by Brian Hioe
Photo Credit: Zhenjiang Official YouTube Channel/Screenshot
A RECENT SCANDAL involved singer Rainie Yang (楊丞琳) claiming not to be Taiwanese, but a “Guangdong person that grew up in Taiwan” on a Chinese program. Yang claimed this despite being born in Taipei in 1984 because her father is of Cantonese descent.
Backlash was immediate, with particular mockery of that Yang also claimed to her Chinese audience on the program that seafood is a rare luxury in Taiwan that is not commonly eaten, and that she had not actually eaten much seafood in Taiwan.
This claim is, of course, absurd. Taiwan is an island and seafood is plentiful and cheap, for the most part. Such claims would have been more believable had they not been made about a country that was surrounded on every side by the ocean. Taiwanese netizens subsequently began ridiculing Yang by posting images of supposedly rare seafood on Facebook and Twitter. Netizens also unearthed past photos of Yang eating seafood in Taiwan.
The reaction by Taiwanese netizens reminds of other incidents in which Taiwanese took to online social media platforms to dispel what they viewed as misleading depictions of Taiwan.
For example, in April 2020, World Health Organization (WHO) director-general Tedros Adhanom Ghebreyesus claimed to be the victim of state-directed “racist attacks” from Taiwanese netizens. This was due to the fact that Tedros and the WHO had come under fire for excluding Taiwan from participation as an observer, in spite of Taiwan’s successes fighting COVID-19. Apart from shrugging off mounting pressure from the US, the WHO also was mocked internationally after an incident in which WHO assistant director-general Bruce Aylward attempted to hang up on Hong Kong public broadcaster RTHK reporter Yvonne Tong when asked about Taiwan during an interview, then pretended not to hear what she had said.
Rainie Yang on the program. Photo credit: Zhenjiang Official YouTube Channel/Screenshot
As there was no campaign against Tedros, state-directed or otherwise, subsequently Taiwanese began posting photos of themselves eating food or engaged in other mundane activities with the hashtag #ThisAttackComesFromTaiwan.
Another similar incident, then, was in response to an article in The Economist that labeled Taiwan to be “the most dangerous place in the world.” As life often continues normally in Taiwan in spite of feverish news reports internationally about the possibility of conflict, similarly, Taiwanese took to social media with the hashtag #TheMostDangerousPlaceInTheWorld to post pictures of life as usual in Taiwan. More generally, one notes how Taiwanese reacted against perceptions of Taiwan as overly dangerous, since this contrasts to their daily lived experience.
So, too, with the Yang incident. However, the phenomenon of Taiwanese entertainers seeking to depict Taiwan as very different than it actually is for Chinese consumption is of significance. Taiwanese entertainers working in China can be seen as no different than other Taiwanese who do business in China, who may prefer to cater to Chinese desires and projections of Taiwan rather than provide more accurate viewpoints.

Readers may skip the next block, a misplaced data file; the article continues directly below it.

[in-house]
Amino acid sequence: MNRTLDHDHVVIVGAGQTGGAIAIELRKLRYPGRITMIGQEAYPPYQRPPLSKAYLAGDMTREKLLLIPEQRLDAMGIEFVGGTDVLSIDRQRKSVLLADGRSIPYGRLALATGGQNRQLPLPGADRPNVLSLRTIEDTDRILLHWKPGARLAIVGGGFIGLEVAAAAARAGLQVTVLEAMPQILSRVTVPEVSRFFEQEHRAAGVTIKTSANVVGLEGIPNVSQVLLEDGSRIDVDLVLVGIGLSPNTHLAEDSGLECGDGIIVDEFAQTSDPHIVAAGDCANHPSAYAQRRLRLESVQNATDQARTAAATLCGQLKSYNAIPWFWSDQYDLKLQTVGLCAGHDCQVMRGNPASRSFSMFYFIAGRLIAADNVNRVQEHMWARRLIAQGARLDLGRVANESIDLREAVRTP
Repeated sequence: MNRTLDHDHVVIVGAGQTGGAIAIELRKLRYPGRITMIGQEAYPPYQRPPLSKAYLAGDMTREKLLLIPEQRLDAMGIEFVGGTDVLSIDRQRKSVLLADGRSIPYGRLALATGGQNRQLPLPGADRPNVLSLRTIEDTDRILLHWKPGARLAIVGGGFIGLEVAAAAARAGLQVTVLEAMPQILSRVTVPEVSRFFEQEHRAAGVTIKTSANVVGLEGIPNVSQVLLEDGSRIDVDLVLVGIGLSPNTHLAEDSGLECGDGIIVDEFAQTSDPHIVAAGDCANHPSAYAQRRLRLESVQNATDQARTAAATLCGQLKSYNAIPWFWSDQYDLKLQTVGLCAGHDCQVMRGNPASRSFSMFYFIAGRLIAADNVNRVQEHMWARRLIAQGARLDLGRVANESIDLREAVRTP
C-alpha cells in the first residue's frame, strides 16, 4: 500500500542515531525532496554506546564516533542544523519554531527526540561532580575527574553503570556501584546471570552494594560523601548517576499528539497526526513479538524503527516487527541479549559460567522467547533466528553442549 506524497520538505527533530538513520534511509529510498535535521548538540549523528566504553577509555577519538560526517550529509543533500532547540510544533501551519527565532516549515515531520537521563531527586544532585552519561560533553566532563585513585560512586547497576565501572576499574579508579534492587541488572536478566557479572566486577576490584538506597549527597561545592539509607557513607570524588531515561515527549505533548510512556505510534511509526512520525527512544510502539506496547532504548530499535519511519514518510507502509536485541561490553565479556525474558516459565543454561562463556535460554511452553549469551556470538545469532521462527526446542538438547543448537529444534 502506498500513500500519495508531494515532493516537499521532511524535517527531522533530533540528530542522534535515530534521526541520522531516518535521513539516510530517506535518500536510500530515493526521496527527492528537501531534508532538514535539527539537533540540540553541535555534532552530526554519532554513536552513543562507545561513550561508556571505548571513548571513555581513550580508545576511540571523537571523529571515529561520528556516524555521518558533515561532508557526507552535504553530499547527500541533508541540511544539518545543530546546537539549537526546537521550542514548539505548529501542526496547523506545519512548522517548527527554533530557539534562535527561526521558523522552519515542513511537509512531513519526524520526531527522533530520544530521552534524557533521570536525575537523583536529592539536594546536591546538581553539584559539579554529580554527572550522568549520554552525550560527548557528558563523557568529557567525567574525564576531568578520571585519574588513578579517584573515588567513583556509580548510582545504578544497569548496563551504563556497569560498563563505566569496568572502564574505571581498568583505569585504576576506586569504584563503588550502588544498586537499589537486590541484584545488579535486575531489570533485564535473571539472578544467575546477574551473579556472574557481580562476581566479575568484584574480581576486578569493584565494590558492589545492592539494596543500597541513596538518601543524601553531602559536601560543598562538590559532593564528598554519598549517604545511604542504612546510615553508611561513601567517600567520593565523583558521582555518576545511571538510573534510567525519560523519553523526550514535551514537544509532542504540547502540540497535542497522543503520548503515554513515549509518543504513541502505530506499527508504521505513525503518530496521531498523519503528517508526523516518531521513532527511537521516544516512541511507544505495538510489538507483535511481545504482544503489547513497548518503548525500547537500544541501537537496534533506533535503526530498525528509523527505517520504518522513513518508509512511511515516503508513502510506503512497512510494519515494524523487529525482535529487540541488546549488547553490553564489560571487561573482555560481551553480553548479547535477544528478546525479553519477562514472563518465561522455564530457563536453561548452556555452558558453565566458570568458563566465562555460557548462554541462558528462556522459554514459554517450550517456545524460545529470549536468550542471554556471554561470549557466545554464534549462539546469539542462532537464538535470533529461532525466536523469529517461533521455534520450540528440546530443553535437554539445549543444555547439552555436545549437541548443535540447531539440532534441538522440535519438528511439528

This, however, leads to views of Taiwan that do not correspond to reality circulating in China in a way that may be dangerous, such as convincing Chinese that Taiwanese are much more welcome to the idea of unification than they actually are. The circulation of such inaccurate perceptions may contribute to the likelihood of invasion, if Chinese become convinced that an invasion will be welcomed with open arms when this would likely not be the case.
Yet the incident also points to how ancestral place associations that have greater salience in China or other majority Han societies do not have the same salience in Taiwan. While Yang reportedly spoke Cantonese at home growing up, Yang referred to herself as a “Guangdong person” because of her patrilineal ancestry from Guangdong. Nevertheless, for most Taiwanese–even “waishengren” descended from those that came to Taiwan with the KMT–home is Taiwan rather than one’s place of ancestry in China.
As indicated in the response of Taiwanese netizens to Yang’s comments, place of ancestry is not seen as a significant marker of identity, to the extent that Yang would be sharply criticized for drawing on the notion of ancestral place to refer to herself as being from Guangdong and not from Taiwan. For many Taiwanese today, it is contemporary life experience, as in where someone was born and grew up, rather than place of ancestry that defines identity.
At the same time, perhaps part of the larger significance of the controversy also returns to perceptions of Taiwanese in China. Taiwanese entertainers once enjoyed significant cachet in China, particularly because the Taiwanese culture industry was earlier to develop than China’s. One notes that many of the judges on contemporary Chinese talent competition programs are established Taiwanese artists, for example.
However, it may be that now being seen as Taiwanese is a risk, with Taiwanese entertainers facing the risk of being politically targeted for perceived pro-independence views–even when they make statements that would hardly be perceived as pro-independence within Taiwan, but which Chinese audiences might misread, not grasping nuances specific to Taiwan. This is what led Jolin Tsai and television host Xiao S to come under fire for congratulating Taiwanese Olympic athletes in August last year, for example, or TWICE member Chou Tzuyu to be accused of being pro-independence for waving the ROC flag in a promotional clip shortly before 2016 presidential elections. In this way, the Yang controversy may reflect larger dynamics regarding the perception of Taiwanese in China.